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Screen Time May be Aging Worker's Eyes

Screen Time May be Aging Worker’s Eyes

May is Healthy Vision Month, a good time to remind your employees of your vision-related benefits and eye protection and safety measures, as well as precautions they can take to maintain their own eye health. Unfortunately, says the Vision Council, the modern day workspace is far from “eye-gonomic,” and day-long use of computers, combined with personal use off hours, can result in eye problems—and decreased productivity.
The Vision Council’s new report, Eyes Overexposed: The Digital Device Dilemma, based on its fourth annual “VisionWatch Survey,” finds some issues have arisen since workers began using digital devices constantly at work and at home…Millennials are “the ultimate device multitaskers,” while adults in their 30s are “cubicle dwellers” who use computers all day on the job, then other digital devices off hours. Workers in their 40s experience the beginnings of age-related changes to their eyes, while those in their 50s and 60s are seeing the cumulative effects from years of computer and other digital use, as well as normal eye changes as they age.The Vision Council found that 60% of people use digital devices for 5 or more hours a day, and 65% experience vision problems including dry eyes, irritation, or blurred vision after spending time reading digital devices….Even going from a computer screen to looking at a smartphone can cause increased harm because workers hold the smaller devices closer (8 to 12 inches) to their face, decreasing their blinking rates and leading to dry, irritated eyes. The angles at which smartphones are held are also inconsistent, resulting in focusing issues.One of the most frightening findings from the report, says the Post, is that that adults under 30 experience the highest rate of digital eye-strain symptoms (73%) compared with other age groups. And eye conditions that used to be found in seniors are now being diagnosed in people in their 20s and 30s! Increased computer use is resulting in workers’ eyes aging prematurely, so younger employees are developing once-rare conditions such as “accommodation spasms” and “retinal migraines.”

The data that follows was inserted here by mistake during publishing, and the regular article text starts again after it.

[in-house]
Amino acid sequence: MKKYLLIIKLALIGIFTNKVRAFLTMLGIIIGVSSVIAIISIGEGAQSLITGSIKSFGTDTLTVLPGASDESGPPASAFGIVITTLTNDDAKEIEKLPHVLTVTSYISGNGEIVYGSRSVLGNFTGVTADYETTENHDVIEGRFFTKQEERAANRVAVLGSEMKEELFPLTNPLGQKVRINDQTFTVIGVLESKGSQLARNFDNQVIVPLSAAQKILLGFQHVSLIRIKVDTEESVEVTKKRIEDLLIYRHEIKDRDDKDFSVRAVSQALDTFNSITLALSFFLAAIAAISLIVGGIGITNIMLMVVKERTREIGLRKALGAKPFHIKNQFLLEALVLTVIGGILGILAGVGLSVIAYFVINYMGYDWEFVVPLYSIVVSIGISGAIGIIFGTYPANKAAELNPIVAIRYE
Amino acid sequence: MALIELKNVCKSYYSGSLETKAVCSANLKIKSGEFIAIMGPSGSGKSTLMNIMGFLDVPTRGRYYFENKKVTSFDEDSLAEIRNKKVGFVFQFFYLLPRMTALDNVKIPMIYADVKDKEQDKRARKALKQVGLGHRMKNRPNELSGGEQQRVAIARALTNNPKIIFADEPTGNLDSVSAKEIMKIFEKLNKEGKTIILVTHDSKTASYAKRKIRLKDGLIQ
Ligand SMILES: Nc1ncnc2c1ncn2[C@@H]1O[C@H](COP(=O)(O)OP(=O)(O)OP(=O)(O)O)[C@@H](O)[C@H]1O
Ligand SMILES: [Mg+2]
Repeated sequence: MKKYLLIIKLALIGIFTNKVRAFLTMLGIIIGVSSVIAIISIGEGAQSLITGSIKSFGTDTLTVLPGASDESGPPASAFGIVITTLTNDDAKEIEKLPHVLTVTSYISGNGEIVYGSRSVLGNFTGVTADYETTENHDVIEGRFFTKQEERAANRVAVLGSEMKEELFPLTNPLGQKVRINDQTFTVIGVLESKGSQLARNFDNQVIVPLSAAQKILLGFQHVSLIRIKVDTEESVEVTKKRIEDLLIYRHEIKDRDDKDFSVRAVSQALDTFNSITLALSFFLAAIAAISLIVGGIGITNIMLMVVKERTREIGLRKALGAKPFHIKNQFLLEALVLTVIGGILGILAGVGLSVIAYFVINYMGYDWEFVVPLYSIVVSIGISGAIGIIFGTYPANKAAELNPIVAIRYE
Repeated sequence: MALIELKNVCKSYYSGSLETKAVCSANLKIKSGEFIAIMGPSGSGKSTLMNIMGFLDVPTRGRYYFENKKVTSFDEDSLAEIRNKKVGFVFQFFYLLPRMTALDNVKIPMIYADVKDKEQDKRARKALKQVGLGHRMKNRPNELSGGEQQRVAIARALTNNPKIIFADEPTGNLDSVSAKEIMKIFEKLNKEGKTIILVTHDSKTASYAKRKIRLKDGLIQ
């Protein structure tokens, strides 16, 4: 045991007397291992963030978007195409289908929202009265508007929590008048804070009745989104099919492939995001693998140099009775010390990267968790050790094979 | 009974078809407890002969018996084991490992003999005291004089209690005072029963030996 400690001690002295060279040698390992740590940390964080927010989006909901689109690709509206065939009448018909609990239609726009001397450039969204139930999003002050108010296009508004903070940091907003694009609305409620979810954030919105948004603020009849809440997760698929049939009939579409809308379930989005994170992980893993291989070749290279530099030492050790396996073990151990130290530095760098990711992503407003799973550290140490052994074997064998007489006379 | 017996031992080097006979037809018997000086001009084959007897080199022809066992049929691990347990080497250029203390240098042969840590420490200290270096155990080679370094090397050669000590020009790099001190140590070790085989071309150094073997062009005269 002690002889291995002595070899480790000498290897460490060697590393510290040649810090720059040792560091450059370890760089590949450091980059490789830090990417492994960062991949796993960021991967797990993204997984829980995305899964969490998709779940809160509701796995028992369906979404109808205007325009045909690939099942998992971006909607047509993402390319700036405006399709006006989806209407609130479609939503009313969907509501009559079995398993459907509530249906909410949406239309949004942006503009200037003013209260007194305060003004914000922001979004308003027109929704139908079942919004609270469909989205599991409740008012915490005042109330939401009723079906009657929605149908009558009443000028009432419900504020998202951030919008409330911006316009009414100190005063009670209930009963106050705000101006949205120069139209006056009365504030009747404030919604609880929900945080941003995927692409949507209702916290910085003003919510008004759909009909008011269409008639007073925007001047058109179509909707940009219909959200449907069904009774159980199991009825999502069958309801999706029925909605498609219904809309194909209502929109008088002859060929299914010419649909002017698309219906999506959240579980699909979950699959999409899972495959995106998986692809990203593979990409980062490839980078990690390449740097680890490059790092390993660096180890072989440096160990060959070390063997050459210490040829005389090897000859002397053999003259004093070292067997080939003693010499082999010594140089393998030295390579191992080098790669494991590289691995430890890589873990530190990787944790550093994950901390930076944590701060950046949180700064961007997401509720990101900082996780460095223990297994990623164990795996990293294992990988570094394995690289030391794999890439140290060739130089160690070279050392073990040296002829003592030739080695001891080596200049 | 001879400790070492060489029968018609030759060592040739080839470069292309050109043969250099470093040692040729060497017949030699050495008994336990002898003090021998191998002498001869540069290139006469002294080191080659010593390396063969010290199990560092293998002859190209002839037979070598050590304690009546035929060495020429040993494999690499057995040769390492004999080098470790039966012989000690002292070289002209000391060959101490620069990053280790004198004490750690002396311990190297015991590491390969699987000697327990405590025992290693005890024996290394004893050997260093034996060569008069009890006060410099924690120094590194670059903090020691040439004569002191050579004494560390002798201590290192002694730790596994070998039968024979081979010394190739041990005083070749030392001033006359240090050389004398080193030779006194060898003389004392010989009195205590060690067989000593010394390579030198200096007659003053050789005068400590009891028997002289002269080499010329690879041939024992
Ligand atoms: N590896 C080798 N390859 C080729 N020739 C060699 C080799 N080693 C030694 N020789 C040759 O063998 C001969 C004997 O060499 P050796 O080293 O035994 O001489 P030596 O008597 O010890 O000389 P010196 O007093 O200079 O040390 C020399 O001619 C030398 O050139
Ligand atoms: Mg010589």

…What can employers do? Besides providing eye-care coverage in their health benefits,… companies can provide employees’ computers with:

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11 Rules for Safe Handling of Hazardous Materials

1 May 2016 Safety

Do your employees know how to handle hazardous materials safely? Here are 11 basic rules all employees who handle hazardous materials should know and follow. These 11 rules are presented in no particular order. They are all top priorities for chemical handlers. However, feel free to rearrange them in whatever order you think is best for your workplace, your workers, and your material hazards.

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Trends in Marijuana Legalization: A Wake Up Call for Employers

Trends in Marijuana Legalization: A Wake Up Call for Employers

This year, potentially nine U.S. states will contend with new recreational marijuana ballot initiatives. Among those, Arizona, Massachusetts, Nevada, and California are the target areas for expanding the treatment of marijuana like alcohol, which may produce significant outcomes to the workplace landscape. Various other states will grapple with introducing or widening medical marijuana policies, widely viewed as the first step toward becoming recreational-marijuana friendly, but consider this: If California alone has a change in law, one-sixth of U.S. employees will live in states where recreational marijuana is legal.

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Cold Stress: Cold Stress can be Prevented

Working in a Cold Environment

1 Feb 2016 Safety

Workers who are exposed to extreme cold may be at risk of cold stress. Hypothermia, frostbite, trench foot and chilblain are all examples of illnesses that can be caused by extremely cold or wet weather whenever temperatures drop. These weather-related conditions may lead to serious health problems. NIOSH offers the following tips for dealing with cold stress-related illnesses.

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Fall Protection in OSHA's Top 10 Most Frequently Cited Violations

Worker has medical marijuana license: Can company fire him?

23 Jan 2016 Lifestyle
Does a worker’s medical marijuana license trump a company’s drug policy? A federal court has issued a decision.

Rojerio Garcia’s doctors recommended his treatment for HIV/AIDS include use of medical marijuana. The New Mexico Department of Health issued him a patient identification card allowing him to use medical weed.

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State of Safety: Changing Demographics

New Open Carry Law: Should Businesses Opt out?

Oil-producer Chevron is one of several companies that have chosen to opt out of a state’s new gun open-carry law that took effect on Jan. 1, 2016. Which other companies are following suit?
Chevron, the largest employer in downtown Houston, has informed its employees that it’s opting out of the new Texas open-carry law.

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State of Safety: Changing Demographics

For years, the number of older workers on the job has been increasing, and that number is expected to continue to rise in the near future.

Older workers bring with them a wealth of knowledge from their years of experience. But they also bring increased risk of on-the-job fatalities and severe injuries. If employers want to stem the potential tide of life-threatening and costly incidents among aging workers, the time to act is now.

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